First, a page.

No form of energy–not solar, wind, hydropower, obviously not coal or oil–comes without environmental tradeoffs.
One promising new energy source–a vast supplies of natural gas, trapped in shale deep beneath the earth’s surface–is getting renewed scrutiny these days, and for good reason.
While natural gas is often called a “bridge” to a clean energy future, critics are bombing the bridge with a frack attack, says energy policy analyst Kevin Book of Clearview Energy Partners.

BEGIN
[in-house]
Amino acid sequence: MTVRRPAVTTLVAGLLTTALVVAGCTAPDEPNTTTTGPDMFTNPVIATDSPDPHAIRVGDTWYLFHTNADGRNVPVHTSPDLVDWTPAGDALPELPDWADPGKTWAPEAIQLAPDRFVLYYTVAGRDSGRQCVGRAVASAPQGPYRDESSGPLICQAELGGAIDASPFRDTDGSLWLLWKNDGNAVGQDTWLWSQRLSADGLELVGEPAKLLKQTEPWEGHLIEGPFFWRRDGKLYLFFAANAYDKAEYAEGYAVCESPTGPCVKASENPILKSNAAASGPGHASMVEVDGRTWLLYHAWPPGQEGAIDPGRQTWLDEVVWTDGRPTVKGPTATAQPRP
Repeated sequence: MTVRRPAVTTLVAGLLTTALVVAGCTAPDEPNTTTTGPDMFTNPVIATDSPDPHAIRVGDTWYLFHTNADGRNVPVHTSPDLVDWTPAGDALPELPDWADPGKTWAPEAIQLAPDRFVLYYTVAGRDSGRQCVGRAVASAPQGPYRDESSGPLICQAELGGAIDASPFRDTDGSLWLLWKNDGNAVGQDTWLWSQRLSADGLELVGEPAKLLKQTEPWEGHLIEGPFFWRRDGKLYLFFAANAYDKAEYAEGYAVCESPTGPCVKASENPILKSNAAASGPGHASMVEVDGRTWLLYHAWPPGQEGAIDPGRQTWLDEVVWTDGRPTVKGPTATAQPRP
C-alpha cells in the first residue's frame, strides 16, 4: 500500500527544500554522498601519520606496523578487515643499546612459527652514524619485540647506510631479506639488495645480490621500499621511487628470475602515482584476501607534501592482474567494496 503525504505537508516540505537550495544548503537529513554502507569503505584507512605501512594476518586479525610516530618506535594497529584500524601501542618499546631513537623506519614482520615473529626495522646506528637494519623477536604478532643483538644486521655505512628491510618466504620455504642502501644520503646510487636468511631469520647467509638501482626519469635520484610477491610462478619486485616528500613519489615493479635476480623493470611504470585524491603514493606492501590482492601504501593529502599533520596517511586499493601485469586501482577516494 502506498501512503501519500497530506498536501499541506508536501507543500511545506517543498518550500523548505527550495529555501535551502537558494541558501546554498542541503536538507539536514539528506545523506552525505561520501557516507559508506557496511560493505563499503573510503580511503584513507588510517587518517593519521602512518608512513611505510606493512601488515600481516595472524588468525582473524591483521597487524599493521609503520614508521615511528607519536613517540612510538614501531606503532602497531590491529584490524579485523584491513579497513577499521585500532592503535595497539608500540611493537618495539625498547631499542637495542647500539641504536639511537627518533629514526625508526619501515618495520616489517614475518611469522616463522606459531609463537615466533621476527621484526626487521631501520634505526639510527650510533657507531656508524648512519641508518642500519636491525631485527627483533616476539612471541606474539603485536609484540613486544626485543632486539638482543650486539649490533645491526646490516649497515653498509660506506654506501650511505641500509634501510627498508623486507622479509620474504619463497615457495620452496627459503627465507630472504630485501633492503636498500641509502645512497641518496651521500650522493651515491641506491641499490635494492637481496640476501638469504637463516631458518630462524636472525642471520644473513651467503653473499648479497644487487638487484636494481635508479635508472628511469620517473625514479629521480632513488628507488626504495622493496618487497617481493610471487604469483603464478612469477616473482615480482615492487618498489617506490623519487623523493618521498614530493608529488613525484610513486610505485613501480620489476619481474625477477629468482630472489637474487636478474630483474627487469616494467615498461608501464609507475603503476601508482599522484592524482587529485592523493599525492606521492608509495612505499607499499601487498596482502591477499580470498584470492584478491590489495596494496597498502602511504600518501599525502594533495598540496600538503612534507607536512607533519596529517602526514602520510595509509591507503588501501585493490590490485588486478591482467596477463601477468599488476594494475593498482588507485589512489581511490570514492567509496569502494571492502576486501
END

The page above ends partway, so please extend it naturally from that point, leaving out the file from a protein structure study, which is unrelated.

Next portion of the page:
Book was referring to the drumbeat of questions being raised by environmentalists, community activists, reporters and members of Congress about hydraulic fracturing, or fracking, a process during which water, chemicals and sand are pumped underground at high pressure to cause tiny fissures in rock and force natural gas to the surface.
In the weeks ahead, new pressures will come from activist shareholders of a dozen energy companies. They’ve filed shareholder resolutions asking the companies to take a hard look at fracking and its risk, and they will raise the issue at annual shareholder meetings. [click to continue…]